Abstract and Introduction
The current role of optical coherence tomography (OCT) and fundus autofluorescence (FAF) imaging in the diagnosis and management of uveitis is summarized in this article. OCT can be useful to detect and monitor cystoid macular edema and epiretinal membrane, two findings that are very common in intermediate, posterior and pan-uveitis. Both OCT and FAF demonstrate unique findings in several forms of posterior uveitis including birdshot chorioretinopathy, multiple evanescent white dot syndrome, acute posterior multifocal placoid pigment epitheliopathy, acute zonal occult outer retinopathy, multifocal choroiditis and Vogt–Koyanagi–Harada disease. Advances in OCT have allowed detection of alterations in retinal microstructure (spectral-domain OCT) as well as variations in choroidal thickness (enhanced-depth imaging OCT). With new advances in imaging, OCT and FAF have been shown to be helpful in understanding the pathophysiology of and differentiating between various forms of uveitis. Both imaging techniques may be helpful in monitoring patients with uveitis over time.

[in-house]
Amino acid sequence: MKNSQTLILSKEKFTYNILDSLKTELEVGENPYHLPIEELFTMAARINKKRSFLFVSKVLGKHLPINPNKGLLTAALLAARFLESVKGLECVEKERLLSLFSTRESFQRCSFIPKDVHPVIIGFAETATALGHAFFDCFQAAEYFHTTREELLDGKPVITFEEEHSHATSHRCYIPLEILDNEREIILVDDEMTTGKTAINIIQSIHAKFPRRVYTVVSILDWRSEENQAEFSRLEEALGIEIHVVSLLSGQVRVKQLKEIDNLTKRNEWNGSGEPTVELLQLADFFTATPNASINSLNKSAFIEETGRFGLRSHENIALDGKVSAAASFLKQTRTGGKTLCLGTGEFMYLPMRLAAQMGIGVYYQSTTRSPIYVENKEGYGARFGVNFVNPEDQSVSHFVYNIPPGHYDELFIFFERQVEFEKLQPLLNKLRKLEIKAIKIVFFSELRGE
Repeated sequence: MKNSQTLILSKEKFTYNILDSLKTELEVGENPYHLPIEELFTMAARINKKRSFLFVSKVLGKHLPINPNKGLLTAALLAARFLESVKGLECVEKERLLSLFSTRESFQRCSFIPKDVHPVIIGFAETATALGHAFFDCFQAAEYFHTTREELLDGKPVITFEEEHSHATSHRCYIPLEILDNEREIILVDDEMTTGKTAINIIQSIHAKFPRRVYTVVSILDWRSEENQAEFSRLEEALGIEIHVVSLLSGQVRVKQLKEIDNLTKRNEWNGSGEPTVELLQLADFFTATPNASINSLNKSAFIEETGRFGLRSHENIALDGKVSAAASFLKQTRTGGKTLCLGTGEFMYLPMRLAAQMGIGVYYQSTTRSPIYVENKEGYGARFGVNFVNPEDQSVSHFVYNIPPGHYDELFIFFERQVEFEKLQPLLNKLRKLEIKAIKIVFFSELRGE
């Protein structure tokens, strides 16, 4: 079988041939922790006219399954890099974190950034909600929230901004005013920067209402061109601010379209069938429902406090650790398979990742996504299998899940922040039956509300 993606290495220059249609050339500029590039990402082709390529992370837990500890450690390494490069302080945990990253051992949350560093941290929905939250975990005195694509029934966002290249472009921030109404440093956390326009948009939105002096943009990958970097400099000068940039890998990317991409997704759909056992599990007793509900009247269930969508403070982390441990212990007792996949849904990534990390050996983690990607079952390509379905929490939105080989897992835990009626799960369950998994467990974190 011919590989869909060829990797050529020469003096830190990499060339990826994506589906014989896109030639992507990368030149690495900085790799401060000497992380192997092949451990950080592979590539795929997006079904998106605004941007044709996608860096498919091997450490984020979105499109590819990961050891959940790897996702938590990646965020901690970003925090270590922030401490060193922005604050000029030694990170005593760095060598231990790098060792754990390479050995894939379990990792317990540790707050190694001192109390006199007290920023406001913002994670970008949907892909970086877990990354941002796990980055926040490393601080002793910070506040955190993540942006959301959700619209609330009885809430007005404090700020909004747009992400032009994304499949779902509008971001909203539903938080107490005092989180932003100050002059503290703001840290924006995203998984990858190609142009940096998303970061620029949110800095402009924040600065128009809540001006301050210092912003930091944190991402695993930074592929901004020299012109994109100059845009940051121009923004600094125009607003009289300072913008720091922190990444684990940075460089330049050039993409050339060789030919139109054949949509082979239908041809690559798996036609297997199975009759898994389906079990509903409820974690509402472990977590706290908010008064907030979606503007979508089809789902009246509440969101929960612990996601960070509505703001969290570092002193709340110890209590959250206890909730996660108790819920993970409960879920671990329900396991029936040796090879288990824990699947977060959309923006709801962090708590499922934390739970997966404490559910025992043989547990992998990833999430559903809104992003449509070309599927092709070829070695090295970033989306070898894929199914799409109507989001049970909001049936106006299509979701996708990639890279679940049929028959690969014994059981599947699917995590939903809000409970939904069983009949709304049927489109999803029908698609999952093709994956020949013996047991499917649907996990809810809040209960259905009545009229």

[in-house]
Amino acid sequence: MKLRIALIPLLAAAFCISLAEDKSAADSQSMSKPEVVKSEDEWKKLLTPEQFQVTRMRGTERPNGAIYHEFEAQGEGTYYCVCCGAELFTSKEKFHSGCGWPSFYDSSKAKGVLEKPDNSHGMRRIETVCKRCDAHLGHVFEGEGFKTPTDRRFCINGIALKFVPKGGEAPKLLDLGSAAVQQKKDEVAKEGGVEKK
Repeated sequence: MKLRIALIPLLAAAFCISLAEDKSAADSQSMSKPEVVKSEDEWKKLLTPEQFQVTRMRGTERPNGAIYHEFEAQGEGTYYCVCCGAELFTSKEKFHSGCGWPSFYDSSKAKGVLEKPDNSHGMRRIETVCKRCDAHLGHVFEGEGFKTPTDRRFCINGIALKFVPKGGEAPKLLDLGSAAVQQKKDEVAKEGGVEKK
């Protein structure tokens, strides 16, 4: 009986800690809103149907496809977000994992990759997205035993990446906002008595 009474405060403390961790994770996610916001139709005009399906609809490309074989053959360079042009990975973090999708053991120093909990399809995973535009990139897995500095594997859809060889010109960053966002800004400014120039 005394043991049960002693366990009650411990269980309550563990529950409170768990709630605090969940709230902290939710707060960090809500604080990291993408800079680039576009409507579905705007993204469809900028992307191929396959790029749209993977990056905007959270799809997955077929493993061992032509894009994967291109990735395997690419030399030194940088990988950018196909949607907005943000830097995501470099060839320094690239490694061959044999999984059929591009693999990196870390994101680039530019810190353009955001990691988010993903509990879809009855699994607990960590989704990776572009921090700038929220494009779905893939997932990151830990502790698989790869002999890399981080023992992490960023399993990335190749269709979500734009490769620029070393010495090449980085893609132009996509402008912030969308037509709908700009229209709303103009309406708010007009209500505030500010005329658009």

Optical coherence tomography (OCT) and fundus autofluorescence (FAF) are two technologies widely used to image a variety of retinal diseases. OCT permits 3D evaluation of the retina, while FAF enables evaluation of attributes of the outer retina and retinal pigment epithelium (RPE) that are otherwise invisible on biomicroscopic examination. In uveitis, these imaging techniques help evaluate retinal structure and function. Cystoid macular edema and epiretinal membrane formation are common in many forms of uveitis, and OCT can be helpful to both diagnose and monitor these conditions. In addition, OCT and FAF are able to detect specific alterations that are often unique to particular diseases, and they can also be used to monitor disease progression. This article will focus on OCT and FAF findings specific to posterior uveitis.
Expert Rev Ophthalmol. 2013;8(1):89-99. © 2013 Expert Reviews Ltd.